Last Sunday morning, we were couch-surfing after a tasty French toast breakfast and the Pioneer Woman was on the TV (because the Food Network is always my daughter’s first choice unless any of the Harry Potter movies are on). I wasn’t really paying attention but I had a vague idea that it was on in the background. Our plans that day revolved around a woodwork project for the back patio so I was trying to figure out my plan of attack. It was then that I heard my husband announce to the room” I want that for dinner!” and I stopped everything that I was doing to take a look.

It is rare that a member of my family tells me exactly what they want to eat without any prompting from me. Usually, there is a lot of back and forth about what sounds good? What do we have in the fridge? Etc..So when someone says I want that, it’s kind of a big deal. I said yes without hesitation. I was already planning on going to the store anyway so no biggie…right?

This, of course, was all before I spent the next 6 hours crouched down staining two by fours in the sun. When we finished our project and it was time for dinner I was less enthusiastic about our dinner plans and promises I made. Thankfully the recipe came together easily and went well with the pork chops I threw on the grill. Even better it made enough to cover lunch the next day. (This recipe actually makes a lot. It would be perfect for a potluck…when we can do that again!) In fact, it was even better the next day.

I wasn’t better the next day. I was walking like the tin man….

Pickling and Preserving Recipes from Our Archives
From our blog, The Kitchen Table

We have scoured our recipe archive for our favorites for canning and pickling—everything from savory to sweet. Some of these recipes are best stored in the fridge or freezer, while others can be properly canned and "put up" for the winter. We hope you enjoy them!

Often called kosher-style dill pickles, these are quick to make. Use either small whole cucumbers or cut larger ones into quarters. For an additional interesting flavor, tuck a small dried hot red pepper into each jar (which I definitely recommend).

Pickled apples are tart, tangy, sweet, and a bit sour all at the same. They are a perfect pop of flavor to add to salads, layer into sandwiches, and as an addition to charcuterie and cheese boards.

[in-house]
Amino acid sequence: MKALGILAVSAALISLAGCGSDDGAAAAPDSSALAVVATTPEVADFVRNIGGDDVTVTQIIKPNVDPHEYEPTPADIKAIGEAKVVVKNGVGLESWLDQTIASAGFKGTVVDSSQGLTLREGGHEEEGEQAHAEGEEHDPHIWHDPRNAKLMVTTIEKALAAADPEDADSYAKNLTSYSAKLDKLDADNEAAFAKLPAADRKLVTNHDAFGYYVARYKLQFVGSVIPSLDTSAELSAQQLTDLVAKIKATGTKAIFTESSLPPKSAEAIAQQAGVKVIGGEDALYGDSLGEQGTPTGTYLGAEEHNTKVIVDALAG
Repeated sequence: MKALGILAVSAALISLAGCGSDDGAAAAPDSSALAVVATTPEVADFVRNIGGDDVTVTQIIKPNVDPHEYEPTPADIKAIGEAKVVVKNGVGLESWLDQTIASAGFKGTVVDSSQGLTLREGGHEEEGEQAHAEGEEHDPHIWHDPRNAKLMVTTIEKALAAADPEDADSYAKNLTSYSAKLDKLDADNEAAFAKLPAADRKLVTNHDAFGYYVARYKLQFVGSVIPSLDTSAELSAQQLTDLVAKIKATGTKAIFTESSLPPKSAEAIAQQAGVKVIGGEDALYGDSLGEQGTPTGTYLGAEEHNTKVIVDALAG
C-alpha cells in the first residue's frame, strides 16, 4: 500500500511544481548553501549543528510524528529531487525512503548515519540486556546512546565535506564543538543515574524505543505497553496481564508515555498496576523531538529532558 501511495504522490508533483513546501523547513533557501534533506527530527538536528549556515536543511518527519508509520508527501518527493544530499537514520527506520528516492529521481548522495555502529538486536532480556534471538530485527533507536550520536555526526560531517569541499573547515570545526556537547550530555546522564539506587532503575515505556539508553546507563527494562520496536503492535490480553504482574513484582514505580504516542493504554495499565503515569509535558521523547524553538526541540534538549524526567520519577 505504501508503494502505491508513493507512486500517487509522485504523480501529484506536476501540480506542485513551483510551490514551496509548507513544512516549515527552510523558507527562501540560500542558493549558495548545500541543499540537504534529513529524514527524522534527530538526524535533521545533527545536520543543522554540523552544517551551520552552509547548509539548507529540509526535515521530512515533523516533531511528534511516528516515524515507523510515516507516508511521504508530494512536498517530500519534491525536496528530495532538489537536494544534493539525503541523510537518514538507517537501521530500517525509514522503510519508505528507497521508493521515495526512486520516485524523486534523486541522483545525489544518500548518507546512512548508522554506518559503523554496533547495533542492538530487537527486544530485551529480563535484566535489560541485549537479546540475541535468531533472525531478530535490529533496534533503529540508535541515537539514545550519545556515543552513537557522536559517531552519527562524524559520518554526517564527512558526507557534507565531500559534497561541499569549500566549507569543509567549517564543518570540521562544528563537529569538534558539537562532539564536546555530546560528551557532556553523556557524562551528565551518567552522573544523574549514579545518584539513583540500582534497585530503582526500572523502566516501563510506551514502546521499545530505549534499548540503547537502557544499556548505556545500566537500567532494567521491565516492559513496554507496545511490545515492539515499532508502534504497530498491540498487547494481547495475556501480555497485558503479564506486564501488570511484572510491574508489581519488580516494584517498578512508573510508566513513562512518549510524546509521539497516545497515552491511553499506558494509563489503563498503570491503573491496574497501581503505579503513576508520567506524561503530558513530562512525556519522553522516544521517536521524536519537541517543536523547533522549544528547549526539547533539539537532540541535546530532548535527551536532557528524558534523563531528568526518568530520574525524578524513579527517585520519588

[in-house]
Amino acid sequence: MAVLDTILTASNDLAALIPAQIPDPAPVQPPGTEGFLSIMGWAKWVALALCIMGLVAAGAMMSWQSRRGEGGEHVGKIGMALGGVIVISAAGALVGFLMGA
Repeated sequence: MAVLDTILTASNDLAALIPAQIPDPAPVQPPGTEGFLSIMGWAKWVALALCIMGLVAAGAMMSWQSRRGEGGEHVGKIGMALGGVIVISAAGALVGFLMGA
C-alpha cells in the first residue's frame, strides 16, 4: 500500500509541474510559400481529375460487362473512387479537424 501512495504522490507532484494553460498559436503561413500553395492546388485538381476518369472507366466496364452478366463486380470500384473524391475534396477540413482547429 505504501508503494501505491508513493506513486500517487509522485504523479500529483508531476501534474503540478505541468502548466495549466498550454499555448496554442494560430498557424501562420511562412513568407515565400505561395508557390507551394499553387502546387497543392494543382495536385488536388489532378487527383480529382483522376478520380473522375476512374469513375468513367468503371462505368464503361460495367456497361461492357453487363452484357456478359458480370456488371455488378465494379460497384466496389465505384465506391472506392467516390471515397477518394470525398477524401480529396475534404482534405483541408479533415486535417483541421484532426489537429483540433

If you find yourself up to your ears in squash, try making these Zucchini Pickles that are adapted from the Zuni Café Cookbook. These Zucchini Pickles they make for a nice change from the usual summertime backyard dill pickles. It’s nice to have choices…

These pickles are excellent when made with both cucumbers or zucchini which means you will always have a way to handle an over-producing garden. We like to add a dried chili in there for a little extra kick….
Jams, Jellies, and Preserves
This old-fashion blackberry jam recipe is delicious on toast with butter. 

Freezer jam is great and you can do it if you find a free hour. This is especially yummy when you spoon it on warm, fresh biscuits.

A classic recipe with a flavorful twist.

This recipe makes a fresh, spreadable, strawberry substance that could be just as well eaten with a spoon. It is great on breakfast toast, over ice cream, stirred into and yogurt.

A delicious bacon spread adapted from the blog, The Homesick Texan.

Onion marmalade is great with blue cheeses and cold cooked meats, poultry, pates and terrines.
This is a favorite recipe for applesauce from Alice Waters’ cookbook Chez Panisse Fruit––which is an incredible book, by the way. There couldn’t be an easier recipe.

Simply the best apple chutney!

Apple pickle is not uncommon in Indian food, and adds wonderful flavor. Plus, it’s pretty exciting to make these if only to get a break from the sweet side of apples…

A Few More Favorites
By far our favorite preserved lemons recipe. Try it in our recipe for Canal House Style Chicken Thighs with Lemon .